-Some of the rendered videos look a little low-res and washed out, especially at a 2560x1440 resolution and compared to the gameplay graphics. -Replay value may be low for some once the main story is completed. -Metal-ish dub-step music gets old. To be fair I hated the metal music of the original series. -Auto lock-on is usually smart, but when there are lots of enemies it can target the wrong ones and mess up combos.
-More Westernized than DMC 1-4. Whether that's good or bad is up to you. -With tons of combos, it's difficult to remember all of them and instead you'll find yourself relying on a quarter of them. Not a fault of the game, just reality.
A maddening and not so wonderous experiencegtammen | Feb. 8, 2013 | Review of Alice: Madness Returns (NA)
Alice: Madness Returns is not enjoyable. That's unfortunate because the original game, Alice, was a cult hit and one of my personal favorites for years after it was released in 2000.
The problem is that as a game, A:MR is not fun to play. The controls feel stiff and are often unresponsive during blocking and double jumps. Idea-wise the game hasn't evolved much from its 2000 predecessor. Here's the game in short: Get a fetch quest; venture into a new area and fight waves of enemies; fight with the controls and camera for some platforming; fight more enemy waves; backtrack and return item; repeat. This drags on for an unmerciful 15 hours minimum. I felt like after the first 2 hours I had seen everything the game had to offer.
Mechanics are also a big issue.
The ability to lock onto a target is great, especially when you're fighting a large group, but it's done very poorly here. Where other games will keep your character in fame so you have a sense of space, A:MR says 'nuts to that' and often removes Alice from the frame. That's problematic because it often leads to death either from falling off of the platform/battle arena because you can't see where the edges are and the holes in the floor, or death from enemies who sneak up beside or behind Alice when things are out of frame. Each enemy type requires a different combo/weapon to kill it, so swinging your knife wildly while Alice is out of frame and hoping to kill any unseen enemies won't work.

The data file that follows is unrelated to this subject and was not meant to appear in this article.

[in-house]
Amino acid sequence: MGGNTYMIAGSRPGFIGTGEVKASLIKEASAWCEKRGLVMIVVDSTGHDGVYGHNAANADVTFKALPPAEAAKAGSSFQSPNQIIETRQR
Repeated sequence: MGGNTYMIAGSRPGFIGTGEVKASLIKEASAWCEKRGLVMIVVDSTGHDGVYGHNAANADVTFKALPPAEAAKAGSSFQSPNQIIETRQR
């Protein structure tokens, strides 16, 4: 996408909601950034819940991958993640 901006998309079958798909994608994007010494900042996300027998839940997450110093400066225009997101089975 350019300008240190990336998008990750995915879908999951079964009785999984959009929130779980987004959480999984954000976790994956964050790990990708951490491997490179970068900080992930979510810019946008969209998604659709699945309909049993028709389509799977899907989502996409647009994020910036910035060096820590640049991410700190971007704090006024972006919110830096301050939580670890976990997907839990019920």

The autosaves/checkpoint system (there's not a save anywhere option) is infuriating. On many occasions it would not save before a huge fight, which after struggling with the camera and usually falling to my death, meant having to slog through an unskippable cutscene and 10-15 minutes of awkward platforming time and time again.
A:MR says its controller supported… but that's only when it feels like it. Despite having a 360 controller plugged in, many of the first-time prompts for important actions like blocking showed up as keyboard controls rather than 360 controls. That's a problem when you're expected to perform that action several times before advancing the game and but also figure out what two buttons need to be pressed on the controller to progress things. Combine this guesswork with a glitch where Alice doesn't block (no patch yet) and I was ready to rip my hair out the first time I was expected to do several blocks before proceeding.
The story also makes no sense. Yes, it's Wonderland and things aren't supposed to make sense, but now suddenly enemies are friends; bosses who were killed in the 2000 game are now alive; and some things are steampunk.
All this said, A:MR is a game modeled on more than decade-old mechanics with a fresh coat of paint. Save your money and your sanity.